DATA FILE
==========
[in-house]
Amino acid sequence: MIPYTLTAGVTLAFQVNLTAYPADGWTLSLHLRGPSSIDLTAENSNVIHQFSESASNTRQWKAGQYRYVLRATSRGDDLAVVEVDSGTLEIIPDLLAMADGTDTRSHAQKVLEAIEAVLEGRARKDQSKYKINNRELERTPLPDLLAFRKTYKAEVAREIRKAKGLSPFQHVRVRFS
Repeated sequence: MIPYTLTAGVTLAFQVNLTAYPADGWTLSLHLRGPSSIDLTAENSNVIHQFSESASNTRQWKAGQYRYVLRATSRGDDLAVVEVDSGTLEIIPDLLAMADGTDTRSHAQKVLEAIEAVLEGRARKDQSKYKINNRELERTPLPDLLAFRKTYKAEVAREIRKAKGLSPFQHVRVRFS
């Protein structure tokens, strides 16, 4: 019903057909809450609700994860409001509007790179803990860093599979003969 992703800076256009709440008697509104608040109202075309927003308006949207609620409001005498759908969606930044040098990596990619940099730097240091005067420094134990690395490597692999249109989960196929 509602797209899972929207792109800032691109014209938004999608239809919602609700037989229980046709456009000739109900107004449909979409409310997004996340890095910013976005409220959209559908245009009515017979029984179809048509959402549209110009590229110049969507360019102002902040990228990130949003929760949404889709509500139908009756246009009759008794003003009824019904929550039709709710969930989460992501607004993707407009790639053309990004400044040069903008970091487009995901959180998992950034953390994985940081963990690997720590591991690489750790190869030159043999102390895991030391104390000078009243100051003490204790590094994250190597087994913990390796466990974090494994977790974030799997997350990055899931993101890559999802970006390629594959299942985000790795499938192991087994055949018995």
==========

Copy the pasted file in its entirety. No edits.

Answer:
[in-house]
Amino acid sequence: MIPYTLTAGVTLAFQVNLTAYPADGWTLSLHLRGPSSIDLTAENSNVIHQFSESASNTRQWKAGQYRYVLRATSRGDDLAVVEVDSGTLEIIPDLLAMADGTDTRSHAQKVLEAIEAVLEGRARKDQSKYKINNRELERTPLPDLLAFRKTYKAEVAREIRKAKGLSPFQHVRVRFS
Repeated sequence: MIPYTLTAGVTLAFQVNLTAYPADGWTLSLHLRGPSSIDLTAENSNVIHQFSESASNTRQWKAGQYRYVLRATSRGDDLAVVEVDSGTLEIIPDLLAMADGTDTRSHAQKVLEAIEAVLEGRARKDQSKYKINNRELERTPLPDLLAFRKTYKAEVAREIRKAKGLSPFQHVRVRFS
């Protein structure tokens, strides 16, 4: 019903057909809450609700994860409001509007790179803990860093599979003969 992703800076256009709440008697509104608040109202075309927003308006949207609620409001005498759908969606930044040098990596990619940099730097240091005067420094134990690395490597692999249109989960196929 509602797209899972929207792109800032691109014209938004999608239809919602609700037989229980046709456009000739109900107004449909979409409310997004996340890095910013976005409220959209559908245009009515017979029984179809048509959402549209110009590229110049969507360019102002902040990228990130949003929760949404889709509500139908009756246009009759008794003003009824019904929550039709709710969930989460992501607004993707407009790639053309990004400044040069903008970091487009995901959180998992950034953390994985940081963990690997720590591991690489750790190869030159043999102390895991030391104390000078009243100051003490204790590094994250190597087994913990390796466990974090494994977790974030799997997350990055899931993101890559999802970006390629594959299942985000790795499938192991087994055949018995």